- The Washington Times - Tuesday, May 2, 2006

NEW YORK — A recipe for good regional food could include abundant fresh local ingredients; centuries of influence from a variety of other cuisines; a basis of good home-style cooking; and professional chefs inspired to meld these ingredients to tasty effect.

Sounds like Puerto Rico.

Backing for that conclusion comes handsomely packaged in a solidly researched coffee-table cookbook, “Puerto Rico: Grand Cuisine of the Caribbean” by Jose Luis Diaz de Villegas (University of Puerto Rico Press), first published in Spanish in 2004 and now available in English.

Mr. Diaz de Villegas’ decades of experience and reputation give his assembled evidence its authority. He writes the gourmet column for the Puerto Rican newspaper El Nuevo Dia, for which he was editor in chief for 30 years. He has taught cooking and wine classes for 15 years, created a TV food show, has written a previous cookbook, and is also an acclaimed artist, illustrator and designer.

Cuban-born and living in Miami at the time, Mr. Diaz de Villegas first went on vacation with his wife to Puerto Rico in 1966. He says he immediately discovered a whole new gastronomic world even then reflected in “a mosaic of eateries” in the capital, offering criollo food, so-called “international” fare; Spanish, Italian, Chinese and Cuban food.

Two years later, he and his wife moved to Puerto Rico, where he went on to witness what he calls an incredible transformation in the island’s food. The change, he says, was helped by the increasing influence of cookbooks and magazines, food and wine reviewing and cooking classes, along with the growth of air-cargo food delivery and a greater variety of local ingredients.

Now, after these past five decades of development, he says Puerto Rico has “a culinary spectrum unrivaled in the rest of the Caribbean.”

“Our music is polyrhythmic, with its origins in west Africa and Arab Spain, in Cuba, Santo Domingo and the Southern United States. So is our cooking.”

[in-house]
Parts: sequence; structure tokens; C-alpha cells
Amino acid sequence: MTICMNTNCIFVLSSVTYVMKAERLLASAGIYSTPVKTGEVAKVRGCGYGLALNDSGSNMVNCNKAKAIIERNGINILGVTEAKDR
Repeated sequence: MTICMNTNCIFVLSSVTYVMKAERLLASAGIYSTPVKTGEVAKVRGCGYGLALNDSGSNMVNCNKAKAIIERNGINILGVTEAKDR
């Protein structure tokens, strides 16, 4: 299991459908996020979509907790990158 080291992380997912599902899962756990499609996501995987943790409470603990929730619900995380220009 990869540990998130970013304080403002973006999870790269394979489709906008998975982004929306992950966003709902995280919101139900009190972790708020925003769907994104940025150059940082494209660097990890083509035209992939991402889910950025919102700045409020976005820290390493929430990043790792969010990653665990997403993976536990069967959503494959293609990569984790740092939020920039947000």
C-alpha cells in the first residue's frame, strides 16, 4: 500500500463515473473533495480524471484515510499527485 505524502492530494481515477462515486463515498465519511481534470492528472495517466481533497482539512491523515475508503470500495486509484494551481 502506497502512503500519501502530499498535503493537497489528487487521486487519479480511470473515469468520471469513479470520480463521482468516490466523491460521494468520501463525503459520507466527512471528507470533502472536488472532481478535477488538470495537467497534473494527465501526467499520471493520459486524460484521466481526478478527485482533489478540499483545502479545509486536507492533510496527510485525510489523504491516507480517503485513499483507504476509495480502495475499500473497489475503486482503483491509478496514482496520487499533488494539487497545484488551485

You can feast on stewed tongue with a cold beer in the market square, or foie gras with tropical fruit sauce at a fine restaurant, he says. Menus offer good Chinese food, or a cassoulet reminiscent of French cuisine, along with local chefs’ contemporary tropical creations.

After a historical survey in his book’s introduction — “a journey through five centuries of flavors” — and an illustrated summary of the main homegrown foods, Mr. Diaz de Villegas introduces nine chefs. Each gets a chapter, with his personal story and insight on how he cooks, and recipes for key dishes.

It would be impossible for him to pick a favorite chef, Mr. Diaz de Villegas tells guests at the recent New York City launching of his book’s English-language edition.

“They are all great chefs … . They are a sort of league of nations, people who have made Puerto Rico their home and have incorporated Puerto Rican cooking into their own cooking.”

Mario Pagan, the Puerto Rican-born chef-owner of the restaurant Chayote in San Juan, is among the book’s starred chefs. He came with Mr. Diaz de Villegas to New York for the launching.

“The stereotype of Puerto Rican cooking is rice and beans and plantain,” he says. “We want to show what the new generation does.”

Recipes he contributes to the book range from salmon tartare with sesame seeds and green plantain tostones, to curried cassava and crab pasteles with piquillo red pepper sauce and papaya and mango chutney — with coconut creme brulee for dessert.

Another of the chefs featured in the book, Mark French, is from Baltimore, where he began his career working as a baker. Now he’s chef-owner of Mark’s at the Melia in Ponce, Puerto Rico, focusing on forging a cooking style that draws as much as possible from local ingredients.

He starts one of his dishes with lamb chops, coats them with softened goat cheese and serves them with a colorful medley of fresh vegetables.